Complex PTSD Diagnosis is No Joke for Actress Kathy Griffin

by Staff Writer
April 24, 2023 at 2:05 PM UTC

Actress KAthy Griffin goes public with her diagnosis of complex PTSD.

Clinical Relevance: Survivors of multiple or long-term trauma may develop complex PTSD

  • Actress Kathy Griffin announced on TikTok that she has been diagnosed with a condition known as complex PTSD (c-PTSD).
  • Complex PTSD has the same symptoms as PTSD with additional issues such as difficulty controlling emotions, a tendency to dissociate, and difficulty trusting others.
  • There are typically three steps involved in treatment: safety, stabilization, rebuilding.
  • c-PTSD is listed in the ICD-11, but not in the DSM-5.

Actress Kathy Griffin says she has been diagnosed with “complex PTSD.”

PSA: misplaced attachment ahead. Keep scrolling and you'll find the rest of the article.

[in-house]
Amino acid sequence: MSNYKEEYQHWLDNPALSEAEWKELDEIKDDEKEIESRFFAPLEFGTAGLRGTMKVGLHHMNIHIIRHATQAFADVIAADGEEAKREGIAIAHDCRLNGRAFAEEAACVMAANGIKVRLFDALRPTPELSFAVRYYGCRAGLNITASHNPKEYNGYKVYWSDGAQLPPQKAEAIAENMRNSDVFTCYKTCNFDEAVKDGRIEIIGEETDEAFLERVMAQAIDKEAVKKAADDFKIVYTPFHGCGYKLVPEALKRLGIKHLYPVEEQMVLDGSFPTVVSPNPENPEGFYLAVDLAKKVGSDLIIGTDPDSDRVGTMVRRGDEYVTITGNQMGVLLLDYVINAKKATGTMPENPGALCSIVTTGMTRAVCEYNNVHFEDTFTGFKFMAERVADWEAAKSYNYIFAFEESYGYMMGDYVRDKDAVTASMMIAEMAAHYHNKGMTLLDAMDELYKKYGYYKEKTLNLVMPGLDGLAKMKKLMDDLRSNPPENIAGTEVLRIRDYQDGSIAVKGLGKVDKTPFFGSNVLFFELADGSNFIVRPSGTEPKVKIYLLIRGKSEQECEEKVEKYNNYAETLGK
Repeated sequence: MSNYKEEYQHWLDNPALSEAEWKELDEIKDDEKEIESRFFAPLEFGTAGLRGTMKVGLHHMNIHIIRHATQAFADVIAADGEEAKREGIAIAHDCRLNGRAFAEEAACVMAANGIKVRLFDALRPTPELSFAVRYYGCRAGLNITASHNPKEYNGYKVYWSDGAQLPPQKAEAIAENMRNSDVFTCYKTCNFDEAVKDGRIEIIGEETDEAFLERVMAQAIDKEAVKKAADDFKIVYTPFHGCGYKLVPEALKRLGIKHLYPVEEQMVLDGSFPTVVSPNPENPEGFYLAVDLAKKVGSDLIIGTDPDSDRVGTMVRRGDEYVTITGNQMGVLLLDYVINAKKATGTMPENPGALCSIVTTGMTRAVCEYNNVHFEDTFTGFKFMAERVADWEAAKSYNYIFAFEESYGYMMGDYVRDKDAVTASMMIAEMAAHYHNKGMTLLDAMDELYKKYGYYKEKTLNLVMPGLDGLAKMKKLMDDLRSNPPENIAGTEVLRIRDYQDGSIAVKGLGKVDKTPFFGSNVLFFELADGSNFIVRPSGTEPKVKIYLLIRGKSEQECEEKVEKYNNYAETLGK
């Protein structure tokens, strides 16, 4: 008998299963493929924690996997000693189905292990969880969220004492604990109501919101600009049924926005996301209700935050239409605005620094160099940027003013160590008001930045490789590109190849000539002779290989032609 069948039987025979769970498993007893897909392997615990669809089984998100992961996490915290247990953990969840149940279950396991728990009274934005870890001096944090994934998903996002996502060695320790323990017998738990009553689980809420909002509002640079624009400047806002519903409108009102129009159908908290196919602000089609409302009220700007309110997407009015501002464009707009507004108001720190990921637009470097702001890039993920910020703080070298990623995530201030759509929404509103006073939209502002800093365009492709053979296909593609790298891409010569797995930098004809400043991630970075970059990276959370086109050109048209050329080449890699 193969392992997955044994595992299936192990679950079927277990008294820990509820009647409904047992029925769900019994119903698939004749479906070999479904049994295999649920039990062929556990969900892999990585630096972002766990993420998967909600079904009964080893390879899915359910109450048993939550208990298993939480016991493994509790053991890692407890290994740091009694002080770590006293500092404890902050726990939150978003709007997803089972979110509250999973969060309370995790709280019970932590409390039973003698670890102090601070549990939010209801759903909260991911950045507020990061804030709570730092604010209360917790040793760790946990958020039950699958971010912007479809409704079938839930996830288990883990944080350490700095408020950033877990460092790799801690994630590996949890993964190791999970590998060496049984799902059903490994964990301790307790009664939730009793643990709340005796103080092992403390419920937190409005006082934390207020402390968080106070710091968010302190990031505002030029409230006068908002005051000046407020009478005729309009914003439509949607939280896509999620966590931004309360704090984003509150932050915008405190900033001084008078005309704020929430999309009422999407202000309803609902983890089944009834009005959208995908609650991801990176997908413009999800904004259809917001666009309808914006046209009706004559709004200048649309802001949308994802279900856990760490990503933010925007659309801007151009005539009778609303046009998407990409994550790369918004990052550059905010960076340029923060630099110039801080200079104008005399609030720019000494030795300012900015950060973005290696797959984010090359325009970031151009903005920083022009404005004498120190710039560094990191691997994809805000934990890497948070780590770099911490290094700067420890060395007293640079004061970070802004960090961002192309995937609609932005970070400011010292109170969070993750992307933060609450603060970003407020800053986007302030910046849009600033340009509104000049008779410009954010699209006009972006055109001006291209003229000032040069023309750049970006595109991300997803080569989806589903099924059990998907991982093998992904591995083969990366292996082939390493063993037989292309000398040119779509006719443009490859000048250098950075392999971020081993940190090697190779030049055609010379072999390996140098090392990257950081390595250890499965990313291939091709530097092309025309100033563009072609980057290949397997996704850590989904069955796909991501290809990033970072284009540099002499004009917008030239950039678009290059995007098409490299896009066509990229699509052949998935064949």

She revealed her diagnosis, which she claimed was confirmed by MRI, on TikTok last week. 

“Let’s talk about PTSD. Never talked about it publicly,” her viral video began. “You can laugh or whatever, but I’ve been diagnosed with complex PTSD, and it’s called an extreme case.”

Complex PTSD Explained

Someone who is diagnosed with post traumatic stress disorder, or PTSD, has lived through a disturbing experience that triggers intense thoughts and feelings. They avoid similar upsetting situations. Ordinary occurrences like a loud noise or an accidental touch can trigger a flashback. The Diagnostic and Statistical Manual of Mental Disorders, or DSM-5 for short, clearly outlines all of these symptoms.

“Exposure to severe and repeated traumas of an horrific nature rather than one specific event without a prior exposure, makes it more likely for someone to be diagnosed with complex PTSD [c-PTSD],” clinical psychologist, Maria Espinola, told